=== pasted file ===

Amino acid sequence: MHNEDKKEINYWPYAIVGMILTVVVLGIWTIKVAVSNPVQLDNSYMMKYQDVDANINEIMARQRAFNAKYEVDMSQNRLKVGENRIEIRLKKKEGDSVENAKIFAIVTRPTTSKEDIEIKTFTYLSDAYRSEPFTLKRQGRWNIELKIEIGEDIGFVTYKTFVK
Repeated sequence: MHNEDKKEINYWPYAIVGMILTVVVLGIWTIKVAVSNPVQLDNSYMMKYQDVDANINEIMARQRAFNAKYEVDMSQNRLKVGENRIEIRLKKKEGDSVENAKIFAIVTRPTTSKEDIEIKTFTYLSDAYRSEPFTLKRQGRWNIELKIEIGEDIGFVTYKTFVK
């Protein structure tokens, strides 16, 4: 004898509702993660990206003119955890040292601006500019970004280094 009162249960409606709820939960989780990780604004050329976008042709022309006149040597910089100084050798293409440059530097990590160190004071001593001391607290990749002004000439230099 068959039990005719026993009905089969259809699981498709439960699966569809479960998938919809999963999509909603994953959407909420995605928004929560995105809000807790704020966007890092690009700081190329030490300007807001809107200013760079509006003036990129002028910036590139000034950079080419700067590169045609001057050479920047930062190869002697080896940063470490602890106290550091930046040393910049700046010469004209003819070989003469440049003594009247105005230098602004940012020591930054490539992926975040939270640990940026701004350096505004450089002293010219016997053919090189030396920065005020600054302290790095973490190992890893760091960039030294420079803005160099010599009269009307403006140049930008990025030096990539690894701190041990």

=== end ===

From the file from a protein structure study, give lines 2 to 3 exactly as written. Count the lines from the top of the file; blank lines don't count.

Repeated sequence: MHNEDKKEINYWPYAIVGMILTVVVLGIWTIKVAVSNPVQLDNSYMMKYQDVDANINEIMARQRAFNAKYEVDMSQNRLKVGENRIEIRLKKKEGDSVENAKIFAIVTRPTTSKEDIEIKTFTYLSDAYRSEPFTLKRQGRWNIELKIEIGEDIGFVTYKTFVK
């Protein structure tokens, strides 16, 4: 004898509702993660990206003119955890040292601006500019970004280094 009162249960409606709820939960989780990780604004050329976008042709022309006149040597910089100084050798293409440059530097990590160190004071001593001391607290990749002004000439230099 068959039990005719026993009905089969259809699981498709439960699966569809479960998938919809999963999509909603994953959407909420995605928004929560995105809000807790704020966007890092690009700081190329030490300007807001809107200013760079509006003036990129002028910036590139000034950079080419700067590169045609001057050479920047930062190869002697080896940063470490602890106290550091930046040393910049700046010469004209003819070989003469440049003594009247105005230098602004940012020591930054490539992926975040939270640990940026701004350096505004450089002293010219016997053919090189030396920065005020600054302290790095973490190992890893760091960039030294420079803005160099010599009269009307403006140049930008990025030096990539690894701190041990």